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September 1958

Histological Examination of a Case of Otosclerosis Fifteen Months After Stapes - Mobilization Operation

Author Affiliations

New York
From the Department of Otolaryngology, Columbia University, College of Physicians and Surgeons, and the Presbyterian Hospital.

AMA Arch Otolaryngol. 1958;68(3):314-324. doi:10.1001/archotol.1958.00730020324004

Ever since Rosen successfully revived the attempts at mobilization of the ankylosed stapes in otosclerosis the otologists throughout the world have been working on two problems: to develop more satisfactory methods of mobilization and to prevent the reankylosis of the mobilized stapes. Considerable success has been achieved in this respect by purely surgical-clinical research which was greatly aided by our increasing knowledge of the physiology of the sound-conducting system and furthermore by gross anatomical studies of the oval window niche and the adjacent structures. A serious drawback of this approach to the problem lies, however, in the fact that one does not know exactly what is actually heppening to the structures involved during mobilization or afterwards.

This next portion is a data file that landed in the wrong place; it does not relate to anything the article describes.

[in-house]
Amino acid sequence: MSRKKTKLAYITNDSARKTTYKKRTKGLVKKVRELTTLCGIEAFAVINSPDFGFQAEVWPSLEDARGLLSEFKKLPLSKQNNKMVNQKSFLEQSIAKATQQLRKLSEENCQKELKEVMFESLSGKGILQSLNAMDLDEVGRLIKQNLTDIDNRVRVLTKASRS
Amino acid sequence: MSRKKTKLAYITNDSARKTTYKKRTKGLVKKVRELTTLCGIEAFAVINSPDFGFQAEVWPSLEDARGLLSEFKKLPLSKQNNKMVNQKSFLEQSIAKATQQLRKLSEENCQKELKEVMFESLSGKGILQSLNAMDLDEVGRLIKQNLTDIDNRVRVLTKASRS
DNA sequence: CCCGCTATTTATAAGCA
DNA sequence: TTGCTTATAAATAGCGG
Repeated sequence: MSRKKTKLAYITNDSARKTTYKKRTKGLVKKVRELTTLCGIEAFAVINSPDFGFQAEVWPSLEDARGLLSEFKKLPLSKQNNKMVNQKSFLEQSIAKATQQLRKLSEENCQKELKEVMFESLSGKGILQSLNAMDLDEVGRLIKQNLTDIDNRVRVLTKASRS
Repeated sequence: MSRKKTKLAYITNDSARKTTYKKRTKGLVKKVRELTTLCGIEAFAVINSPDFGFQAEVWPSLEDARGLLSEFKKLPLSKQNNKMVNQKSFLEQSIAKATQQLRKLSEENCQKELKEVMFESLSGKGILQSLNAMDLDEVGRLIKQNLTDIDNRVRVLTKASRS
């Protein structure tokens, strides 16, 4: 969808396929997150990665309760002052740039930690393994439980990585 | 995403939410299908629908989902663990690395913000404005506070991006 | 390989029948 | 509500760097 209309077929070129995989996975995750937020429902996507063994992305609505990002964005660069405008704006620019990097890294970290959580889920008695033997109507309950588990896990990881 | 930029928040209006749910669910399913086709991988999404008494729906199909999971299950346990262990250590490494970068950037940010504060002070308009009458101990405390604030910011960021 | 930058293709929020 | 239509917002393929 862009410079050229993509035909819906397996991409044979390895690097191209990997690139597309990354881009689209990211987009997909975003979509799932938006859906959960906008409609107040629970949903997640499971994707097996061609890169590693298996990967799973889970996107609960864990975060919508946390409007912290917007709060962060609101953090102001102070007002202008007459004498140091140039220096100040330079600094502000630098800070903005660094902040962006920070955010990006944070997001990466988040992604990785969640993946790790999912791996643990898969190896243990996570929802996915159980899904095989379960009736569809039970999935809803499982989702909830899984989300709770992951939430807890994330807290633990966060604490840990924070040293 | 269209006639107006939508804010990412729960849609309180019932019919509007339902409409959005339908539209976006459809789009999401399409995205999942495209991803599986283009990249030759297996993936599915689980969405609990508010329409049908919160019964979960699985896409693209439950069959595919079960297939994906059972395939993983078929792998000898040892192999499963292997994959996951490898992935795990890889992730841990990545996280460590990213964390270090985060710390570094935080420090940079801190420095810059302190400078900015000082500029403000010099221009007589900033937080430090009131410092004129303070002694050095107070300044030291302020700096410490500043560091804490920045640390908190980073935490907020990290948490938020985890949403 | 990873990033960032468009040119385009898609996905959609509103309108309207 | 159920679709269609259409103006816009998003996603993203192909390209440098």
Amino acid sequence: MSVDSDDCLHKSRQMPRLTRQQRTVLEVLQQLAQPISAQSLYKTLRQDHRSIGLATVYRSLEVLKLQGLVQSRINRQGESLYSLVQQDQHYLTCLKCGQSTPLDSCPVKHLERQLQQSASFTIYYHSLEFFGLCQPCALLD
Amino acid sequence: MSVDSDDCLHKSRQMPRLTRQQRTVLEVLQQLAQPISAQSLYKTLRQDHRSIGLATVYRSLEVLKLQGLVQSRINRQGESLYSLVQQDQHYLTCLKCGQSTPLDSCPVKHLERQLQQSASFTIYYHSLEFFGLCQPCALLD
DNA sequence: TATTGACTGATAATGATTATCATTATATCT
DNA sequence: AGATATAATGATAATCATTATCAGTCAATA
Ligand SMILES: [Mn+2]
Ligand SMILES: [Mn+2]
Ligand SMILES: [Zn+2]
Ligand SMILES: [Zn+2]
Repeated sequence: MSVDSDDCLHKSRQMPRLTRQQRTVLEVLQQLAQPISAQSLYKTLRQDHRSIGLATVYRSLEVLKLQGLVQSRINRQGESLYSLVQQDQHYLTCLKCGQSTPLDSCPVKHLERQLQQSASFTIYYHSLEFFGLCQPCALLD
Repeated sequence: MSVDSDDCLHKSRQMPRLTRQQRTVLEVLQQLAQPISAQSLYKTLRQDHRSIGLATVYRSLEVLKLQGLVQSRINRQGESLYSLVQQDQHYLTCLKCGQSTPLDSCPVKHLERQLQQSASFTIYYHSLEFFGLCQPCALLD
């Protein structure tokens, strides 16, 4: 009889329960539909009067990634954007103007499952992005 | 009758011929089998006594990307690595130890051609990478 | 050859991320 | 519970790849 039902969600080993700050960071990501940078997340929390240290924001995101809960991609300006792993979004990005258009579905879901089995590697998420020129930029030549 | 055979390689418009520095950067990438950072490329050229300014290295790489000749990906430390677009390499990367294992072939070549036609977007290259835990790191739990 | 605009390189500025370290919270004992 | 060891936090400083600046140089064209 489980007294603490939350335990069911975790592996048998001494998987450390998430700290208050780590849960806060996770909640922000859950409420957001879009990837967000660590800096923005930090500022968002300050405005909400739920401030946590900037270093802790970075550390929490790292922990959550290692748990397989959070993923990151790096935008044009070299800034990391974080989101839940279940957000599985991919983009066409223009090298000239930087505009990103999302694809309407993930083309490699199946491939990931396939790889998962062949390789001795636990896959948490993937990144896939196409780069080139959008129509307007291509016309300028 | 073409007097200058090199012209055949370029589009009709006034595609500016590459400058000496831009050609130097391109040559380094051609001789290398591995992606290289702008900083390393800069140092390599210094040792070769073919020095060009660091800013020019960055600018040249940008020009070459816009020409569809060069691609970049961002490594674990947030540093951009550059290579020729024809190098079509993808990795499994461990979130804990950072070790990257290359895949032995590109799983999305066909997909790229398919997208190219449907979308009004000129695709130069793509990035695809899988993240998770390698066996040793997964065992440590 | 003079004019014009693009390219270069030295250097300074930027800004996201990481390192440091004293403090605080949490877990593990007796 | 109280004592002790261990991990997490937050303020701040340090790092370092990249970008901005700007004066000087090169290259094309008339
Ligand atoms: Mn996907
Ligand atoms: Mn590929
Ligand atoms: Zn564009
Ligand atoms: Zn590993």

Detailed histological studies of serially sectioned temporal bones with otosclerotic ankylosis of the stapes, together with a careful evaluation of the findings with regard to the chances of surgical mobilization would unquestionably be extremely

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